[ Home: ArtSchool Online: Drawing: Basic Drawing: Lesson 6 ]



Basic Drawing

Lesson #6

DRAWING CONICAL OBJECTS

Now let's tackle the last of the four basic forms: the cone. Quite
naturally, the first object that pops into your mind is an ice-cream
cone
. But there are bottles, glasses, lampshades, bowls, and many other man-made objects with shapes based upon a cone. There are also countless creations of nature - sea shells, flowers, and trees - with conical shapes.

Symmetry of the Cone: The best way to draw a symmetrical cone is to begin with a center line. Then draw the ellipse at right angles to the center line. Mark the place on the center line where the tip of the cone should be, depending on its height. Having established the base and the tip, it's a simple matter to run two diagonal lines from the tip to the ends of the ellipse to form the basic cone. now you can begin to add whatever details pertain to your particular object.

Drawing Everything: Draw as many conical forms as you can find. When you're finished with the last demonstration in this project, you'll have achieved a great deal. It's really a fine accomplishment to be able to draw - in their correct proportions - all the objects I've suggested. If you have mastered the four basic forms, you can draw anything in existence. Imagine! That's exactly what we are going to do in the next few projects.

PUTTING BASIC FORMS TOGETHER

Now the real satisfaction and consequent enjoyment of drawing
begins. Since you can draw all the basic forms, you can begin to put them together; now you will be able to draw any object you wish. Now matter how complex your subject may be, drawing it is only a matter of combining forms.

Basic Forms and Their Relationships: You must arrange your
basic forms - whether complex and composed of many parts, or
simple and made up of only two (The pitcher to the left is made up of only two basic forms: the sphere of its body, and the cylinder of its neck, base and handle.) - so that they relate to each other in both size and position. The same questions you asked yourself when observing and drawing an object composed of a single basic form should also be asked when you draw a complex one. How high, how wide, and how deep is one basic shape in relation to another?

Search for the proportions of your basic forms with many lines;
don't erase any of them. In this way, you will be able to compare and contrast proportions and establish correct shapes. Once you have the general proportions correct, you can place a fresh sheet of paper over your subject and clean up your drawing.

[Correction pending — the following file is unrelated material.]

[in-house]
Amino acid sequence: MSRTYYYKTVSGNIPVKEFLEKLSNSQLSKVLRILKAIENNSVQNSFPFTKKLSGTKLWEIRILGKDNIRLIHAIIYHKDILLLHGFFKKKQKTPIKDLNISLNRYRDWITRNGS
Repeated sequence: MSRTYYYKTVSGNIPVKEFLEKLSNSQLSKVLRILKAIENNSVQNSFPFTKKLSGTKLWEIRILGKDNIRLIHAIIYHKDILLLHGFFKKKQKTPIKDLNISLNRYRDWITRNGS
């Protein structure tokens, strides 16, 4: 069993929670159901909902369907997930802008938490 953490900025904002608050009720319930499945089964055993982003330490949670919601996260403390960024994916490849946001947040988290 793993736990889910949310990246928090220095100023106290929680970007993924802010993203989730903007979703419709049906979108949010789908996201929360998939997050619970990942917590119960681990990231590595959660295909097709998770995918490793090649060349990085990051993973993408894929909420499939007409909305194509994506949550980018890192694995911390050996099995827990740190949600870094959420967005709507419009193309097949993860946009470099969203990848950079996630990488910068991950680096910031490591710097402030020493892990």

Drawing Symmetrical Objects: Establishing the symmetry of such objects as glasses, or candlesticks is vital to attaining their correct shape. Draw the center line through your object as I've done in the examples to the illustrations. Next, draw the left contour of your object; then flop your drawing over. Register your center line and trace the contour of the right side from you
left one onto another sheet of paper. both sides of your object should now be perfectly alike - symmetrical.

Then, taking still another sheet of paper, trace the entire object and refine your drawing by eliminating any
incorrect lines.

Drawing and Observation: You can draw anything. With the four basic geometric shapes, the possibilities open to you are endless. But you must be able to carefully discern the basic shapes underlying objects. Sometimes they will be almost totally obscured by a wealth of detail; sometimes one object will be composed of so many individual basic forms that it will be hard to distinguish each separate form.

Therefore, you must sharpen you visual powers. You must do
more than see, you must observe. You must learn to think about
what you are viewing and ask yourself basic questions concerning an object's relative proportions and dimensions. Observation will play an important role in the coming projects where we'll draw objects in relation to the horizon. That is, we'll draw objects in perspective.

Now take a quick look at the objects to the left. The orange
squeezer, and the hurricane lamp below it, includes all four basic
forms in its structure. Begin by drawing the largest form first. In the case of the squeezer, the largest shape is a sphere.

Begin drawing the hurricane lamp in the same manner with the
largest shape first. Here the major shape is a cone.

Work on these problems and come back when next we examine "the horizon plane"..